Different Hooks

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I like the idea of finding the different hook to each story as discussed on page twenty-seven.  I noticed in workbook 3 there were ideas for different hooks such as the fact that the 1st guy who lost his jump drive lived by the same park where the woman's purse was stolen.  A hook could have led from the fact that the librarian said there were tons of jump drives in a box in the lost and found.  These ideas were interesting, but I wasn't sure if Jerz wanted type of paper-later he said it would have been fine.  I also thought that I wouldn't have been able to have gotten as much information from these angles as I did from the original story.  If I had more time to work on these stories I would definately try to get more out of them.

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4 Comments

There are always multiple different angles you can take on a story. Being creative about your angle means that even if someone else gets their story published first, someone who encounters an unusual angle on the story may still read it because it offers a unique perspective.

The "news hook" is something we're going to talk about more as the semester goes on.

Jackie Johns said:

I also found what you discussed, focusing your lead on what is unique about your story, a good point in the reading - the fact that news is repetitive is easily enough to understand, but I never realized it until I saw it spelled out in front of me. Finding a different element to your story is definitely a key to writing an effective lead.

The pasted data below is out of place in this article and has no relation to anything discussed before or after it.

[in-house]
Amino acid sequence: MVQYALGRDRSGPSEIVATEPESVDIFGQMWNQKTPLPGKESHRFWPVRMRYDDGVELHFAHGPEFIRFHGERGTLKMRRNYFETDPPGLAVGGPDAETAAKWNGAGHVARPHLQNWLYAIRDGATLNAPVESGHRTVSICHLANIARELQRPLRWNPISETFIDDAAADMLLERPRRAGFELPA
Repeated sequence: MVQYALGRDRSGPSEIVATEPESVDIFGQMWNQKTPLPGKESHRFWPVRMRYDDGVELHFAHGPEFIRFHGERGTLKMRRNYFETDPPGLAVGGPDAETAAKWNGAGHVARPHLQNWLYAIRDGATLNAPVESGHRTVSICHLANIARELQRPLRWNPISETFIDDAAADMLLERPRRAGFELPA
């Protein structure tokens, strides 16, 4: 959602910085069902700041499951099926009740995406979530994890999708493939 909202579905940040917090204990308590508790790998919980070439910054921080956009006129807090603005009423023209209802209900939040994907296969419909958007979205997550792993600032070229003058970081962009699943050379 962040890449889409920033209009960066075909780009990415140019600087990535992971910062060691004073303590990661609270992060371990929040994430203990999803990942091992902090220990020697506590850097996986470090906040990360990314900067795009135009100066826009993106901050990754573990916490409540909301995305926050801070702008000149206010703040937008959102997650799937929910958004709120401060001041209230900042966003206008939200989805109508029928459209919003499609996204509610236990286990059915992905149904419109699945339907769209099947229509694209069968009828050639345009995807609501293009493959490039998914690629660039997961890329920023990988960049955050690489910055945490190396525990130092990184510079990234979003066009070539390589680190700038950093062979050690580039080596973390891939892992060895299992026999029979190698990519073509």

Your application of this idea to WB3 is interesting too, something I never thought of. Even though I read the notes several times, I never noticed that the man in the story lived near the park where the robbery was committed. And even if I had, I doubt I would have worked that detail into the lead - but doing so is a perfect example of working unique details into a lead.

Jackie Johns said:

I also found what you discussed, focusing your lead on what is unique about your story, a good point in the reading - the fact that news is repetitive is easily enough to understand, but I never realized it until I saw it spelled out in front of me. Finding a different element to your story is definitely a key to writing an effective lead.

Your application of this idea to WB3 is interesting too, something I never thought of. Even though I read the notes several times, I never noticed that the man in the story lived near the park where the robbery was committed. And even if I had, I doubt I would have worked that detail into the lead - but doing so is a perfect example of working unique details into a lead.

Yes, I also thought of the purse story. Having three different leads can "lead" to different angles. There can be three stories about the same subject, but each can be completely different. It all depends on what the author feels he/she needs to stress. Personally, I would have gone with Linda's point of view...

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Dennis G. Jerz on Different Hooks: There are always multiple diff